As often happens among the political class in Washington, we met on television debating each other. I liked him immediately, despite our political and even religious differences.
Bob Beckel and I became friends and eventually more than friends. Twenty years ago, after debating a long-forgotten subject on Fox News Channel, we came back to the green room where I noticed a streak of sadness in his face. “Are you OK, Bob?” I asked. In what he would later describe as a rare moment of transparency, he said, “No, I’m not,” and began to cry. I had never seen him like this. He told me his personal life had fallen apart and he was receiving death threats after being accused of trying to flip electors to Al Gore following the 2000 presidential contest. He had denied the accusation.
I told him, “You need Jesus, who will change your life.” He said he had tried everything else and it hadn’t worked, so he was open.
After giving him a Bible and a book titled “Evidence that Demands a Verdict,” Bob started coming to church with me and came to believe what Scripture says about our need for redemption and a Redeemer.
What followed was a unique bond that lasted until the day he died last week.
In the early 2000s, we decided to write a column together called “Common Ground” in which we presented our positions on certain issues and then tried to reach agreement at some level. USA Today immediately bought the idea and we were featured on its op-ed page for 10 years. We also wrote a book together with the same title.
It was on the lecture circuit where I think we had our biggest influence. Bob spoke openly about his history with alcoholism and his genuineness endeared him to even conservative audiences.
We traveled together, ate together, and got to know each other and our respective “stories” in ways that rarely happen in Washington these days. At the end of our presentation, I would say that I rejected the notion that Bob was on “the other side.” Both of our fathers were in World War II. They weren’t fighting for or against Franklin Roosevelt, but to preserve an ideal. America has always been an idea in search of the ideal. If we want to put someone on the other side, make them external enemies like the Ayatollah in Iran, or the leadership in China and Russia. Let’s not destroy each other. We are fellow Americans.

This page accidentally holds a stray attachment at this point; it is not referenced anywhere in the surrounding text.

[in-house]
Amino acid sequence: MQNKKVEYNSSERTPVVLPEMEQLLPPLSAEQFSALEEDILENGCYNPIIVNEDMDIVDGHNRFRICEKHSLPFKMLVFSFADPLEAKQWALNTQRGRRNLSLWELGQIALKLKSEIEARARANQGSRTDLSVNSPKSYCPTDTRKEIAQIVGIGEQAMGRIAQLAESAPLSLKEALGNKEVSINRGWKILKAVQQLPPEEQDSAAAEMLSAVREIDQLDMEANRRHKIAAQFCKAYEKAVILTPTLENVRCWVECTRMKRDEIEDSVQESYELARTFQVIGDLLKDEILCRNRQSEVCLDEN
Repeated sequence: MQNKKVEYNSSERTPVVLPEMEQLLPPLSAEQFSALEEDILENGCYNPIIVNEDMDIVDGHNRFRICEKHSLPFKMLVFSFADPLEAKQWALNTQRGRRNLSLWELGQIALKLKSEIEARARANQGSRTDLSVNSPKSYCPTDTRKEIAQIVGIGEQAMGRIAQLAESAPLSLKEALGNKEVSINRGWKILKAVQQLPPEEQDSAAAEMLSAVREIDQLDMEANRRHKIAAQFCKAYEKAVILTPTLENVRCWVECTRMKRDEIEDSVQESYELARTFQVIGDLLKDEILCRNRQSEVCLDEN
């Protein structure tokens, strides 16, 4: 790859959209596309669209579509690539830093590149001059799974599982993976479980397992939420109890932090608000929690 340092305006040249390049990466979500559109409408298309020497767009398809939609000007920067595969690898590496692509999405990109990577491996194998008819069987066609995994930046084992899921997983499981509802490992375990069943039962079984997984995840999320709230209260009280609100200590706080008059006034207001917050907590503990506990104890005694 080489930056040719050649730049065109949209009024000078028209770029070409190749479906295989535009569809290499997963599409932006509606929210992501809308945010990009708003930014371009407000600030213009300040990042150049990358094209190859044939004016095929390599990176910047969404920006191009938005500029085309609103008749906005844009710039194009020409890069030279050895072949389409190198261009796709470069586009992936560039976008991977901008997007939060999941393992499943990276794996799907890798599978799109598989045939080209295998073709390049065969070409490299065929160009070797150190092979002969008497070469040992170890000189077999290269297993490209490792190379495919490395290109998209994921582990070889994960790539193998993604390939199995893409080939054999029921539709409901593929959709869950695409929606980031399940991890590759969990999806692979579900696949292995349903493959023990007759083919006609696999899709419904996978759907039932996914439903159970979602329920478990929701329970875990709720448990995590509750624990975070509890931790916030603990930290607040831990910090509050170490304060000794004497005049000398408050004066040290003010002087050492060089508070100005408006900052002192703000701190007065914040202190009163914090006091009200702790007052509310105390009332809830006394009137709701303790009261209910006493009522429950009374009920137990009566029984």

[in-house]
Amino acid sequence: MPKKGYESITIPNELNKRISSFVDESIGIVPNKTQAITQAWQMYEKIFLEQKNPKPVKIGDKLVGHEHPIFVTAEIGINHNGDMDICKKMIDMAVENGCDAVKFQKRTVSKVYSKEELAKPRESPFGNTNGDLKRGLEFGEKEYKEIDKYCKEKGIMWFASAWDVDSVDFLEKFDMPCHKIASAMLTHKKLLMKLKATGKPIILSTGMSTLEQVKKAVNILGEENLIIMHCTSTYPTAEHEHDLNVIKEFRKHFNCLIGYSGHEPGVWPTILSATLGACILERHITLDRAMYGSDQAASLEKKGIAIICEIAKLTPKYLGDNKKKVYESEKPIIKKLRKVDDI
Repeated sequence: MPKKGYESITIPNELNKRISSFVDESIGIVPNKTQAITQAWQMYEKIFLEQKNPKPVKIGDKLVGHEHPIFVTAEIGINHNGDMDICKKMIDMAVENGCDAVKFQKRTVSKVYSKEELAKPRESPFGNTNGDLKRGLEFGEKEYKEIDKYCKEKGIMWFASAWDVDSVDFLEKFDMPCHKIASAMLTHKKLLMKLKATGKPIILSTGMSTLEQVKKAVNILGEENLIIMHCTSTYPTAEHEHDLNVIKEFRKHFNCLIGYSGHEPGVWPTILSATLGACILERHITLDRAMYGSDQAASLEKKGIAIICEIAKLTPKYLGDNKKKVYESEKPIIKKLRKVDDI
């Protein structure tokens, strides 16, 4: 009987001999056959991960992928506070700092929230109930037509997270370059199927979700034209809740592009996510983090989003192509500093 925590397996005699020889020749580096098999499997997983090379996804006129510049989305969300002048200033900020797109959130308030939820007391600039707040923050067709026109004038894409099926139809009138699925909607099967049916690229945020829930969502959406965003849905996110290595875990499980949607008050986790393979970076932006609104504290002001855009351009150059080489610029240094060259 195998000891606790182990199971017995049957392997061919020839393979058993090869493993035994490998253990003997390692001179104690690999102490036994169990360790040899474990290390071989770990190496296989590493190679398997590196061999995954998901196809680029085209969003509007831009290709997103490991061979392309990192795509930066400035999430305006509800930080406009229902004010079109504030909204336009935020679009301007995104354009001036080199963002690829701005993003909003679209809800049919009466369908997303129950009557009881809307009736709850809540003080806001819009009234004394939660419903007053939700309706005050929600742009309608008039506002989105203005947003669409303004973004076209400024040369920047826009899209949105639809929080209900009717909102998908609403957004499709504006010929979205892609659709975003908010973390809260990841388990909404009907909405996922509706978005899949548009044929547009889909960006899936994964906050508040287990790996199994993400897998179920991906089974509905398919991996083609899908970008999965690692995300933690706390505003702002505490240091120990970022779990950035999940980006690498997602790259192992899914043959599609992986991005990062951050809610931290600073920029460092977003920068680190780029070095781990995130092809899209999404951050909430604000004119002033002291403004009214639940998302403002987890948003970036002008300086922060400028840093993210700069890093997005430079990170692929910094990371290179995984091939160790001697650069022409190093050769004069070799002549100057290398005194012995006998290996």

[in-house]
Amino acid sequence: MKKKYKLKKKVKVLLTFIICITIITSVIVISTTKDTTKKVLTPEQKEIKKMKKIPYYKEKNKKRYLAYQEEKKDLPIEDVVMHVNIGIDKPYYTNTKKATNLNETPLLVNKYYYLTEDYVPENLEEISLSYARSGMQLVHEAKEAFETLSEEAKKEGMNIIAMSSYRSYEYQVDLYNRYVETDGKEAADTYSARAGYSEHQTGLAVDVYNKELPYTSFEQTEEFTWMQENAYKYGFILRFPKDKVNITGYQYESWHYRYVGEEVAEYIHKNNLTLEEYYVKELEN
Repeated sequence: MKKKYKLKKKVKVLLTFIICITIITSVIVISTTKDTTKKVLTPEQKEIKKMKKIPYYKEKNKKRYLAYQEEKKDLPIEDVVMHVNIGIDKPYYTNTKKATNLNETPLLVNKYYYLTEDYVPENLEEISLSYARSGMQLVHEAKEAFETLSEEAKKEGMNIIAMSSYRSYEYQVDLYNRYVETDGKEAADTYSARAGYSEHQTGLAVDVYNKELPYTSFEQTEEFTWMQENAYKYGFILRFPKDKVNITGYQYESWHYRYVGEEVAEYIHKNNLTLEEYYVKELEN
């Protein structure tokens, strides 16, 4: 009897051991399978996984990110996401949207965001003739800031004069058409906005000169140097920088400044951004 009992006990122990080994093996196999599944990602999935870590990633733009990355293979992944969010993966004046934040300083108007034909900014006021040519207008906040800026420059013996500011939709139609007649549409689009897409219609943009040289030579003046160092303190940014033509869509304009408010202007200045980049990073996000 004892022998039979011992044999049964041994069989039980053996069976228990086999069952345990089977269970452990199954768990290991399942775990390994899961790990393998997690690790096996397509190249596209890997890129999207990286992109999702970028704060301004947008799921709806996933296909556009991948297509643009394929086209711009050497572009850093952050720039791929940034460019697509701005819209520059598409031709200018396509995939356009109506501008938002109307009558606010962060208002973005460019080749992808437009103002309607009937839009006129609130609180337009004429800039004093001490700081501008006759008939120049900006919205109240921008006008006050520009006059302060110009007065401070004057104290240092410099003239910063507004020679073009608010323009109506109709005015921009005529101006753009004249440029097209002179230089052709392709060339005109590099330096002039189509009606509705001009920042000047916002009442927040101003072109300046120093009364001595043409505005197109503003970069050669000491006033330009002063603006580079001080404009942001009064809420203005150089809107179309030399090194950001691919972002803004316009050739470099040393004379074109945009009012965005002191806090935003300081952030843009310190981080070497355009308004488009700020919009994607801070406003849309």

Bob would then get up and say how I had saved his life and introduced him to God and other nice things. We embraced, prompting wild cheers from the audience. People would say, “Why can’t we see more of this in Washington?” It helped that neither of us were interested in running for office, which would mean having to raise money and say things to satisfy various interest groups.
At his memorial service next week there will be Republicans and Democrats, liberals and conservatives. It will be a moment of common ground. Bob was my closest and dearest friend. His hope and mine is that our friendship will serve as an example to others of what can be and must be if we are to survive as a nation.
Argue, yes, but don’t demean the humanity or patriotism of someone with whom you disagree. Bob always urged people to sit down and listen to someone who belongs to a different political party, a different religion, a different ethnic or cultural group. You might not end up agreeing with each other, he said, but you will better understand the other person.
It remains good advice. We could honor him and make it his legacy if more of us followed that advice. Rest in peace, Bob. You have finished the race and kept the faith. We will meet again.